But it appears that one of the main reasons for malware, rent somewhere, and other dubious software is able to spread so quick within organizations is due to the fact that systems call police servers are not updated
It was one of the most effective countermeasures against this be very simple: just have yourself updated regularly in order to avoid attacks
For unknown reasons this seems to be very difficult in organizations
Went with client main argument is to fire their see ISO and a lot of times under the argumentative breach of contract and endangering the Business continuity of the organization I work for
A lot of times the customers I speak to in such blatant terms go ballistic pretty quickly, but after interviewing their CISO the stumbling of that person and their difficulties about getting straight answers to rather simple questions kind of proves the point.
Today, there is no good reason on the planet have unpatched Systems running in organization.
I will give credit for the argument that the suffering question is no longer maintained in update cycles by the distributor; in this case however it is best practice to isolate such software within virtualized environments.
That way conductivity of the software to the Internet can be limited, and the threats of infection significantly reduced while not entirely eliminated.
Having said that: let’s going to the protocol part and why that is so important.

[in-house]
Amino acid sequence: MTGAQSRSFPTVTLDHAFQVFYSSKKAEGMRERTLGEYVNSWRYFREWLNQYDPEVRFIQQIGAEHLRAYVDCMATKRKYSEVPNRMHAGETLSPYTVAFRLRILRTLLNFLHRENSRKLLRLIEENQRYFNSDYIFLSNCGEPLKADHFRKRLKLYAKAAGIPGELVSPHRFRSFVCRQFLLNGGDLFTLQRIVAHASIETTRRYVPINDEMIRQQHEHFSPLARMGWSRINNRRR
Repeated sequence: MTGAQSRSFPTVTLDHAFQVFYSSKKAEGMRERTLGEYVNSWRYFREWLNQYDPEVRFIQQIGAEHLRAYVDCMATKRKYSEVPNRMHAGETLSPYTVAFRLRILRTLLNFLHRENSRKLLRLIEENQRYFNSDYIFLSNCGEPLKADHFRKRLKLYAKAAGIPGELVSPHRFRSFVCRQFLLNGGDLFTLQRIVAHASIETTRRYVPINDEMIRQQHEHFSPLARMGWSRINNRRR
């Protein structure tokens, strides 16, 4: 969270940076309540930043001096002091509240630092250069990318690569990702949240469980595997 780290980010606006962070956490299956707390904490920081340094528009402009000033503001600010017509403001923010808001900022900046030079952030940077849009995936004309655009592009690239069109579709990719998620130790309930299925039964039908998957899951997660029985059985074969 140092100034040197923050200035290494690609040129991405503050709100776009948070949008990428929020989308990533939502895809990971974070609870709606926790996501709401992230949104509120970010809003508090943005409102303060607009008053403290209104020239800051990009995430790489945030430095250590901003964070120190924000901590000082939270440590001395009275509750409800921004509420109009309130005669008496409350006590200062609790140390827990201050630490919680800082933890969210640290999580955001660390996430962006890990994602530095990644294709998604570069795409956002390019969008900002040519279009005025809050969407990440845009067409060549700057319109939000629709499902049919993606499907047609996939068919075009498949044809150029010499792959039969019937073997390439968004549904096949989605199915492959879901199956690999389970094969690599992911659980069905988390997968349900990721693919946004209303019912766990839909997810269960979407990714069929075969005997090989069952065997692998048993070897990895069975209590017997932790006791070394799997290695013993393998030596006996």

A protocol of software updates, and patches installed on systems allows any person replacing the chief information security officer in the future to see what progress has been made and whether the systems are and a good state.
Further, the systems can be adjusted in such a way that they will allow for the Single page report that the chief information security officer can present in board meetings and associated get-togethers.
Now, policy should be that all systems are updated as fast as humanly possible to ensure that the organizations IT infrastructure remain resilient to outside threats. I know, that this does not always work out, and that the term as fast as humanly possible is relative of sort. And yes, there will always be arguments against the fact that a piece of software has not been updated in time.
Anyhow, if you need help with this or other issues please feel free to reach out.